. In 1881, the school was moved to first school-owned property on West Clinton Street (the land upon which the Von Braun Center is presently located) known as the "Dement Place." The property on West Clinton Street was deeded to the State of Alabama by trustees in 1884.
In 1885, the state appropriations were increased to $4,000 and a building erected for industrial training through $1,000 grant from the Slater Fund.
On September 30, 1891 the present site of 182.73 acres (739,000 m²) was purchased. The school expanded to include agriculture and home economics and Palmer Hall (named for State Superintendent Solomon Palmer) and (Governor Thomas) Seay Hall were built with student labor.
The first library on the campus was built with funds from the Carnegie Foundation
Carnegie Corporation of New York, which was established by Andrew Carnegie in 1911 "to promote the advancement and diffusion of knowledge and understanding," is one of the oldest, largest and most influential of American foundations...
in 1904 for $12,000, and was named for its benefactor, Andrew Carnegie
Andrew Carnegie was a Scottish-American industrialist, businessman, and entrepreneur who led the enormous expansion of the American steel industry in the late 19th century...
. In the 1940s, it was remodeled at a cost of $70,000 and provided additional book stacks and reading rooms. The library was two stories tall, and with a little over 4,000 square feet (370 m²); it served several purposes and housed the offices of the President, Business Manager and Treasurer, Home and Farm Demonstration Agents, the U.S. Post Office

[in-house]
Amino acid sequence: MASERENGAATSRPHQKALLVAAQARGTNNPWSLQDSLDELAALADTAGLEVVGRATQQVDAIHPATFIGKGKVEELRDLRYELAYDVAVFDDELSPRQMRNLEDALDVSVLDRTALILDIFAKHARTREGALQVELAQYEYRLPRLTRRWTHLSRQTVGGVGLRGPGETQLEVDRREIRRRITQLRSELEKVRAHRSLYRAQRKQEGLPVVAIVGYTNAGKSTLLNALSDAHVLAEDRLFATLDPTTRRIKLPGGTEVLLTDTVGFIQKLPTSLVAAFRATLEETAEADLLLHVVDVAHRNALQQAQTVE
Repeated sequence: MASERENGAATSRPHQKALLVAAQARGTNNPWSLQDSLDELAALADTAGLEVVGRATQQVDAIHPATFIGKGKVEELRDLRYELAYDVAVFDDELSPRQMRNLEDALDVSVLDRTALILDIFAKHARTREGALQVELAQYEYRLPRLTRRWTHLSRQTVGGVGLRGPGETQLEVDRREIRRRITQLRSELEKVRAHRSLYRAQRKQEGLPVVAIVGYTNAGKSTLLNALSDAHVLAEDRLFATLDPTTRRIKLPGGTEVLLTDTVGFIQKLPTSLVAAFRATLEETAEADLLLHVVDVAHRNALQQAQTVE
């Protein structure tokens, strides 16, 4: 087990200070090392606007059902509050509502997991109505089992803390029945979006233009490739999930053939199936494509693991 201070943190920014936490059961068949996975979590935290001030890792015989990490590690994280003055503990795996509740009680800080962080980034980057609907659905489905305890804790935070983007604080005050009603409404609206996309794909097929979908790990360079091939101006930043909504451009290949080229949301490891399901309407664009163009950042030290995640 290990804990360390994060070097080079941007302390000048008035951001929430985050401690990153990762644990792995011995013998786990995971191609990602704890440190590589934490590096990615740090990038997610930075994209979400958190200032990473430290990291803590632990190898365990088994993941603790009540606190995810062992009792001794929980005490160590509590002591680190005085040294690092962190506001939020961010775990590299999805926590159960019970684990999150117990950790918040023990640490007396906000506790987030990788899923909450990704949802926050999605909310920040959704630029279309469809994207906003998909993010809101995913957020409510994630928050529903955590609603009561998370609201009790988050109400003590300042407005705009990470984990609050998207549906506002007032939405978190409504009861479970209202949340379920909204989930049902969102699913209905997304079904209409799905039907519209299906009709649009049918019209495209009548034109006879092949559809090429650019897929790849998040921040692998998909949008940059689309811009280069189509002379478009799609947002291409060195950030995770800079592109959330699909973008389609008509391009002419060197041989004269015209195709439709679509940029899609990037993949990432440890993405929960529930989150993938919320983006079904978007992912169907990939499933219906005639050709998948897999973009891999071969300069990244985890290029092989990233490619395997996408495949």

The United States Postal Service is an independent agency of the United States government responsible for providing postal service in the United States...
at Normal, and on the second floor, living quarters for male faculty. In 1947, the library was enlarged 5,000 square feet (460 m²), which reflected the college's growth. So rapid was the college's student growth that they even outgrew the nearly 10,000 square foot (930 m²) library, and in 1962, a new Reference Annex was added. In January 1968, a new 60,000 square foot (5,600 m²) library was completed and occupied and was named in honor of Dr. Drake. It was designed to house 300,000 volumes and 1,000 students. In 1972, the Educational Media Center and the Library merged to form the Learning Resources Center, which incorporates interactive and multi-media. In 2002 the competition of the latest renovation saw the [LRC] become a 75000 square feet (6,967.7 m²) structure now housing over 400,000 volumes, digital research sources and other student oriented services.
In 1911, McCormick (Hospital) Hall and Councill Domestic Science Building were erected and Bibb Graves
David Bibb Graves was a Democratic politician and the 38th Governor of Alabama 1927-1931 and 1935–1939, the first Alabama governor to serve two four-year terms.-Early life:...
Hall was constructed in 1929.
In 1994, the Mamie Labon Foster Student Living/Learning Complex erected. Groundbreaking was held for new School of Business facility in 1995 and stadium and residence hall construction began.
In 2001, earth work began on new School of Engineering and Technology, library renovations underway and the athletic complex was expanded. The Engineering and Technology building construction was completed in 2002 and opened for classes in January 2003.
The Learning Resources Center renovations were completed in 2002 . The renovation added over 15,000 square feet (1,400 m²), an interactive Distance Learning Auditorium, conference, study and class rooms, lounges, and computer lab.
- Alpha Phi Alpha